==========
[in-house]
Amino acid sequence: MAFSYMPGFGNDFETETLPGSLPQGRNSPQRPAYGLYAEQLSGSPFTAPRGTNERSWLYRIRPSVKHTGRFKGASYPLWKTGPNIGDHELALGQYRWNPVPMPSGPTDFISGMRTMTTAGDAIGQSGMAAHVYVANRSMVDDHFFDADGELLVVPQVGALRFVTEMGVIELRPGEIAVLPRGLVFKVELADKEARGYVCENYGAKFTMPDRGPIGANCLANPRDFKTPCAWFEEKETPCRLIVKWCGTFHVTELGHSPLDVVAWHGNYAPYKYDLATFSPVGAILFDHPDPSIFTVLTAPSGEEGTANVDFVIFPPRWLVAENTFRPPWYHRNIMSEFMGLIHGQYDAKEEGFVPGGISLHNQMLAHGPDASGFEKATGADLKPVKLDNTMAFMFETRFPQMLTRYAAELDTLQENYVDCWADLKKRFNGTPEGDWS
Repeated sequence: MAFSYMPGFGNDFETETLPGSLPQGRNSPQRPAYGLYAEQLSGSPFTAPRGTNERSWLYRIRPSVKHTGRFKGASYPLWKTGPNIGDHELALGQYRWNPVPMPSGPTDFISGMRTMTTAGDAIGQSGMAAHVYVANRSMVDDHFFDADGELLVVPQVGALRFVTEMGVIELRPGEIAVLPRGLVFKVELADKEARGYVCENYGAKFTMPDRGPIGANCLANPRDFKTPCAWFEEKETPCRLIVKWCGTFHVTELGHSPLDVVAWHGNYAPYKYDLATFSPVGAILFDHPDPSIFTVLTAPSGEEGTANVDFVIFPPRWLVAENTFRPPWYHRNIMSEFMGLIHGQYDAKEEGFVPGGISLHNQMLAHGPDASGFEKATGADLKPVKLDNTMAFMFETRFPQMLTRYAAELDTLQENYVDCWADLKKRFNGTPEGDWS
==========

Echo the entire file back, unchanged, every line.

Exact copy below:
[in-house]
Amino acid sequence: MAFSYMPGFGNDFETETLPGSLPQGRNSPQRPAYGLYAEQLSGSPFTAPRGTNERSWLYRIRPSVKHTGRFKGASYPLWKTGPNIGDHELALGQYRWNPVPMPSGPTDFISGMRTMTTAGDAIGQSGMAAHVYVANRSMVDDHFFDADGELLVVPQVGALRFVTEMGVIELRPGEIAVLPRGLVFKVELADKEARGYVCENYGAKFTMPDRGPIGANCLANPRDFKTPCAWFEEKETPCRLIVKWCGTFHVTELGHSPLDVVAWHGNYAPYKYDLATFSPVGAILFDHPDPSIFTVLTAPSGEEGTANVDFVIFPPRWLVAENTFRPPWYHRNIMSEFMGLIHGQYDAKEEGFVPGGISLHNQMLAHGPDASGFEKATGADLKPVKLDNTMAFMFETRFPQMLTRYAAELDTLQENYVDCWADLKKRFNGTPEGDWS
Repeated sequence: MAFSYMPGFGNDFETETLPGSLPQGRNSPQRPAYGLYAEQLSGSPFTAPRGTNERSWLYRIRPSVKHTGRFKGASYPLWKTGPNIGDHELALGQYRWNPVPMPSGPTDFISGMRTMTTAGDAIGQSGMAAHVYVANRSMVDDHFFDADGELLVVPQVGALRFVTEMGVIELRPGEIAVLPRGLVFKVELADKEARGYVCENYGAKFTMPDRGPIGANCLANPRDFKTPCAWFEEKETPCRLIVKWCGTFHVTELGHSPLDVVAWHGNYAPYKYDLATFSPVGAILFDHPDPSIFTVLTAPSGEEGTANVDFVIFPPRWLVAENTFRPPWYHRNIMSEFMGLIHGQYDAKEEGFVPGGISLHNQMLAHGPDASGFEKATGADLKPVKLDNTMAFMFETRFPQMLTRYAAELDTLQENYVDCWADLKKRFNGTPEGDWS